Congress Passes Material Changes to Retirement System

Jim Steffen |

On December 19th, the United States Senate delivered an early Christmas present to Americans in the form of significant changes to the rules governing retirement plans and individual retirement accounts. Known as the “Secure Act,” most of the changes are being welcomed positively, although a few are being looked at like lumps of coal.

If you were born before July of 1949, the new law will impact you less. That’s because one of the more noteworthy changes in the law pushes out the age for required minimum distributions (RMDs) to age 72. Under current law, owners of qualified retirement accounts must start taking distributions the year in which they turn age 70.5. However, the new rule will only be applicable to those turning age 70.5 after December 31, 2019.

Another notable change impacts the beneficiaries of retirement accounts. Under current law, non-spouse beneficiaries that inherit a qualified retirement account must immediately start taking required minimum distributions regardless of age. However, beneficiaries have been allowed to “stretch” the RMDs over their expected life. Under the new law, non-spouse beneficiaries will be required to withdraw all of the funds within 10 years of inheriting the assets.

This change is especially significant for younger people who inherit retirement accounts. To understand why, let’s look a quick example.

Under current law, beneficiaries are allowed to spread RMDs over their remaining expected life. According to the IRS mortality tables, a 30-year old person has a life expectancy of 53.3 years. Therefore, a 30-year old would only be required to withdraw 1/53.3 of their inherited account in the first year. In contrast, the new law stipulates that inherited retirement accounts must be distributed over ten years (with a few exceptions).

This change may not sound like a big deal, but let’s assume the person in our example inherits a $500,000 retirement account. Under current law, the first RMD calculation would look like this:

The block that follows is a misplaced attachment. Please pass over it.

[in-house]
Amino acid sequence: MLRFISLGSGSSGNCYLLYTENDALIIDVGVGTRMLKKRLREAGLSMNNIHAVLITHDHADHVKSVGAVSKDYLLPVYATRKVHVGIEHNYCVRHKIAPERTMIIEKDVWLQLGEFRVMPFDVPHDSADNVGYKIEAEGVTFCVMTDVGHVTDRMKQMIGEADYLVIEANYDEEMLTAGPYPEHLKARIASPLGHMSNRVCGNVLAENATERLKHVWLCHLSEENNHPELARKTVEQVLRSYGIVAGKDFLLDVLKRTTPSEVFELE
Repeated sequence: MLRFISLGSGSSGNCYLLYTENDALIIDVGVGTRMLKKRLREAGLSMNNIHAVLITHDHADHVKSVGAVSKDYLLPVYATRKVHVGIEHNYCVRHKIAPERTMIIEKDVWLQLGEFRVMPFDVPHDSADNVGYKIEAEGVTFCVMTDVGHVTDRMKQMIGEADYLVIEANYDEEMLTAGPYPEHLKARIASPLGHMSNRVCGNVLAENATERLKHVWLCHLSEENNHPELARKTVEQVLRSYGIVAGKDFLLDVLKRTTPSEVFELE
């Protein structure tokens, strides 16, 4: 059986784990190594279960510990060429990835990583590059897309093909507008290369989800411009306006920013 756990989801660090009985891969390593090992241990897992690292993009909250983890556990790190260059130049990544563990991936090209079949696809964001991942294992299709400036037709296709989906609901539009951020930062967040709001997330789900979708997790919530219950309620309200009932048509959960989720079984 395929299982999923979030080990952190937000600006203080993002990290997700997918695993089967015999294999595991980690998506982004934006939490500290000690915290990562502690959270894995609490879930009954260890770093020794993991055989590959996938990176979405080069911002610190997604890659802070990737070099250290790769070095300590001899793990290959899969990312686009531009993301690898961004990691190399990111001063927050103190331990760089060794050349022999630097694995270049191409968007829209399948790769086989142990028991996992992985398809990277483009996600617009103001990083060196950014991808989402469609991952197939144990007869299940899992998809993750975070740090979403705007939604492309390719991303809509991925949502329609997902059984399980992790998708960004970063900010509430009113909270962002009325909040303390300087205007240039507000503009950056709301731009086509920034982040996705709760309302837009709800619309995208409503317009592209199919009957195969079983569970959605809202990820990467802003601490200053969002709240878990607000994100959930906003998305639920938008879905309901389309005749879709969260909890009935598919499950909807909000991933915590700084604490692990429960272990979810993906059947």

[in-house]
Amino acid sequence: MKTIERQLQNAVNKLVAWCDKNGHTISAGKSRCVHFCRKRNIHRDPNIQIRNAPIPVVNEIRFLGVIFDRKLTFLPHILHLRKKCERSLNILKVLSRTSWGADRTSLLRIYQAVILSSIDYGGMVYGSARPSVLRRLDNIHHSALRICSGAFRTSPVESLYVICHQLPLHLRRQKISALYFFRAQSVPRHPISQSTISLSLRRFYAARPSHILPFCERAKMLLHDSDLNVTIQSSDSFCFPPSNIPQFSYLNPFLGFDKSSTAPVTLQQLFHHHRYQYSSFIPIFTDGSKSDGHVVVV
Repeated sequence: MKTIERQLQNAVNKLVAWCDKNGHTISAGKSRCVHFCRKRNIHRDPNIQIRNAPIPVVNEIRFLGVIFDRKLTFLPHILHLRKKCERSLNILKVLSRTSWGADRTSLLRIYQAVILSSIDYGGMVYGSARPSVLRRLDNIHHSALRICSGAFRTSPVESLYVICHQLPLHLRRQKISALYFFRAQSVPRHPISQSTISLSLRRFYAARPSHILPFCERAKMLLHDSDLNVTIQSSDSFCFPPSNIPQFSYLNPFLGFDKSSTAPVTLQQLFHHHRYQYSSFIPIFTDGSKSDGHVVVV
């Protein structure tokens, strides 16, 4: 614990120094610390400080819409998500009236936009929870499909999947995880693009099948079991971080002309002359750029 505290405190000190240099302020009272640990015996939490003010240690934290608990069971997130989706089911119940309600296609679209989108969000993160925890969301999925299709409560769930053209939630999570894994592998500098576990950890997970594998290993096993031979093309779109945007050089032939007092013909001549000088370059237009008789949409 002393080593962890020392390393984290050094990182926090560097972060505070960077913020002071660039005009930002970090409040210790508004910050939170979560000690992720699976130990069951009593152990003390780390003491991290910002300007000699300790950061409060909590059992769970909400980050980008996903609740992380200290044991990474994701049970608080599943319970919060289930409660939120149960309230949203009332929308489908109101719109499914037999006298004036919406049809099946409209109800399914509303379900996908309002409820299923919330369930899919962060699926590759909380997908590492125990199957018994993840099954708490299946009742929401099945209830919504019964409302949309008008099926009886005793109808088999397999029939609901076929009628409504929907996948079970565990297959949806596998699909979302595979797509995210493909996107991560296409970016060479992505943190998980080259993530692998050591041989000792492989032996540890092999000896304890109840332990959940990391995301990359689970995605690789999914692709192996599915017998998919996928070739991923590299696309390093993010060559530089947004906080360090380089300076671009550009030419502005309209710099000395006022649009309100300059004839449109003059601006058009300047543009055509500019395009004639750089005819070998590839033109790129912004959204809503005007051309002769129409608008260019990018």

$500,000/53.3 = $9,381

Under the new law, the calculation would look like this:

$500,000/10 = $50,000

If you’re saying, “Who cares? The beneficiary is just receiving more money sooner.” Well, you’re forgetting about the income taxes. The vast majority of retirement accounts are pre-tax dollars, meaning everything that comes out is 100% taxable. The income tax difference on $50,000 vs. $9,381 would obviously be significant.

(Of note, the new law apparently allows the required distributions to be taken all in the 10th year as an option).

There are quite a few other things in the new law. Some have to do with company sponsored retirement plans, others make it easier to contribute and withdraw money from individual retirement accounts. The law is also making it easier for company retirement plans to offer annuity options. This is clearly in response to the ongoing extinction of traditional defined benefit pensions.

As usual, much like tax law, the rules governing retirement accounts remain a moving target. It’s likely that will continue to be the case in the future.

Wishing you a healthy 2020. 




Advisory services offered through Trott Brook Financial Inc. a registered investment advisor.  Securities offered through LaSalle St. Securities, LLC, a FINRA/SIPC member broker/dealer.  Trott Brook Financial Inc. and LaSalle St. Securities, LLC are unaffiliated separate legal entities.